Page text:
Ratatouille: You’ve seen the movie? Now cook the meal
by Alan Reed
Aug 01, 2007 | 0 0 comments | 11 11 recommendations | email to a friend | print
I still have not had a chance to see the new Disney/Pixar movie Ratatouille, though believe Hawkins may be correct that the main character Remy might be at least something of an alter-ego with his love of exotic food and flavor. I keep planning to watch this movie, but with a drive to Clarksville between the nearest theatre and me, I have hesitated slightly.

Though I haven’t watched the movie yet, I decided to take a crack at the title meal, ratatouille. Summer may be the finest time of year for such a dish because of the bounty of fresh vegetables available locally.

Ratatouille traces its origins to Nice, France. I am told that it was popular among lower classes. The absence of meat, cheese and cream as key ingredients seems to attest to this fact, though in my opinion, it tasted like a million bucks.

To start with ratatouille, we start with vegetables. The critical ingredient that makes ratatouille is eggplant. Take a pound to pound-and-a-half eggplant and scrub it clean. Chop the ends from it and dice it, skin and all, into three-quarter inch cubes. I checked with my favorite culinary consultant in the world and she said that eggplant need not be salted if the skin is shiny. I decided my eggplant looked kind of dull, so I dusted it with a tablespoon of sea salt, and mixed it well. She said that the salt removes bitterness. After a half hour, I rinsed the eggplant clean, removing the salt.

To start our favorite five-quart pot, dice a large yellow onion and sauté it in two tablespoons of good quality extra-virgin olive oil. Add two tablespoons of minced garlic and two green bell peppers, cut into strips, with the onions and cook until the onions turn translucent. Add the eggplant and stir well. Then add a half-pound of sliced white mushrooms, and top them with a little salt. Again give it a stir and cook with the lid on for 10 minutes.

The second key ingredient to ratatouille has to be squash. Peel and thinly slice a pound of zucchini and an equal amount of yellow squash and add it to the mixture. Cut four large, ripe tomatoes into eighths and add them to the pot. To season, add one bay leaf, a teaspoon of basil, a half-teaspoon of oregano and a quarter teaspoon of thyme. A tablespoon of dried parsley adds more color than anything else, but still looks festive, and provides some extra savory flavor. If you like pepper, as I do, add a teaspoon of crushed black pepper. I added another two tablespoons of olive oil to the pot. One hint I heard of was adding tomato juice to the pot. Personally, I think the vegetables would have provided enough broth, but I did add about a quarter of a cup. I may omit that next time.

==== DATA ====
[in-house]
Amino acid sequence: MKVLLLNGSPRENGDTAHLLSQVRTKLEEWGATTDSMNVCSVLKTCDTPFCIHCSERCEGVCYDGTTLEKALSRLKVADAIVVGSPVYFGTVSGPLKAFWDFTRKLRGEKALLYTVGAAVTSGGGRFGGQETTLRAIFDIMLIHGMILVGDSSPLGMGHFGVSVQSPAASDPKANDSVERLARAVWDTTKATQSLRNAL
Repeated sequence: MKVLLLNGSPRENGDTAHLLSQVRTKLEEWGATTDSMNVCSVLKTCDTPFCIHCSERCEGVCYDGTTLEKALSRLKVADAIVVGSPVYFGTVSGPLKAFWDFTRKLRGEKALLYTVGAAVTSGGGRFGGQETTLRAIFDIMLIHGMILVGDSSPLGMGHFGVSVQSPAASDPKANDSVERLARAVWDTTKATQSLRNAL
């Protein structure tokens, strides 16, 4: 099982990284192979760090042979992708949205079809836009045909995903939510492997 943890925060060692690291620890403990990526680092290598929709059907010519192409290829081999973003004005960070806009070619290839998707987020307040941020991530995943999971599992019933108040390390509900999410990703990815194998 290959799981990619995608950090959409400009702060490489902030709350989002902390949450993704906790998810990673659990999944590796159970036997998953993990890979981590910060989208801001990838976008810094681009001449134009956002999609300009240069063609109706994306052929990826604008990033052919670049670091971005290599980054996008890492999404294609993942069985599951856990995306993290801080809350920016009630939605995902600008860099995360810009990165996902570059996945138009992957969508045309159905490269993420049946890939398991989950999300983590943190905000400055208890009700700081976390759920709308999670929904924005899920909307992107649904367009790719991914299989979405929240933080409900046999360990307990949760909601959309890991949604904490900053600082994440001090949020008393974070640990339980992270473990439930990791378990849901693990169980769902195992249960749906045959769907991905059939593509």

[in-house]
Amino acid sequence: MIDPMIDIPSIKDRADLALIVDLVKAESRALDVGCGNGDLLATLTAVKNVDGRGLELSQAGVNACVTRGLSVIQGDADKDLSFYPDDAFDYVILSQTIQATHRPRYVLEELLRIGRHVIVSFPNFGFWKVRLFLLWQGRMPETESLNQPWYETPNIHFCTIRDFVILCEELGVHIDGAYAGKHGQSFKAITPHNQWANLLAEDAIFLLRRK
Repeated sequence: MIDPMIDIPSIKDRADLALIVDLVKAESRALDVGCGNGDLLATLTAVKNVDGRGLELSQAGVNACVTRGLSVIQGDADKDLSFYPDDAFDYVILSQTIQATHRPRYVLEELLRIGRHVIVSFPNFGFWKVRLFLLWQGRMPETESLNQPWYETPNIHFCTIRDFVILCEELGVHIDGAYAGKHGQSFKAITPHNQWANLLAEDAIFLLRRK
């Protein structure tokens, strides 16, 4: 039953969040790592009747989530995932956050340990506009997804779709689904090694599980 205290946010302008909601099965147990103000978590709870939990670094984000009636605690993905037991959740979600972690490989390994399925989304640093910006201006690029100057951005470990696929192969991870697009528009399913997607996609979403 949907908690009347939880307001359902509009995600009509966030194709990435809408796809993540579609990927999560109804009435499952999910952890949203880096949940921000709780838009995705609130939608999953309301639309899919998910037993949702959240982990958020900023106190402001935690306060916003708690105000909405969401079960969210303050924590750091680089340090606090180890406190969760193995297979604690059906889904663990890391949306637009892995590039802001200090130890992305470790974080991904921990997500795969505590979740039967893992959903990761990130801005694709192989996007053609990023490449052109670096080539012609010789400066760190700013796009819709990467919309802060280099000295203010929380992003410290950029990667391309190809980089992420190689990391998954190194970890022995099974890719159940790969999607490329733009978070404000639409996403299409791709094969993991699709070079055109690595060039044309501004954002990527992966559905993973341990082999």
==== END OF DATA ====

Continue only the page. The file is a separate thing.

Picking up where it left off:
Again cover the pot and simmer for 45 minutes to one hour. Stir frequently to allow the flavors to meet and mix completely. When it’s done, ratatouille has the consistency of a stew, and a flavor that is as unique as it is delicious.

I served the ratatouille over a bed of steamed brown rice. Originally, I bought a baguette to serve with the food, but found a can of biscuits in the refrigerator. I topped them with butter, herbs and Parmesan cheese before baking them. Yes, it was a short cut, but they tasted all right. Top the ratatouille with some more fresh Parmesan cheese and serve warm.

Hawkins and I were joined by his old friend Phil Barbie. Though I wondered about Phil’s sense of direction at first, he proved to be a great new friend, and a talented guitar player. Dinner started with several servings of ratatouille. After we ate, Hawkins and Phil went to see the Simpsons movie. I was tired that night and retired early. On Sunday, I planned to join Hawkins for our usual leftovers, and episodes of Entourage and Flight of the Conchords. It seems that after returning from the movies, and during the blackout, the two Ratatouille Rascals cleaned me out. Remind me to make a larger pot next time. Even with pilfered leftovers, a good time was had by all. Good eating.
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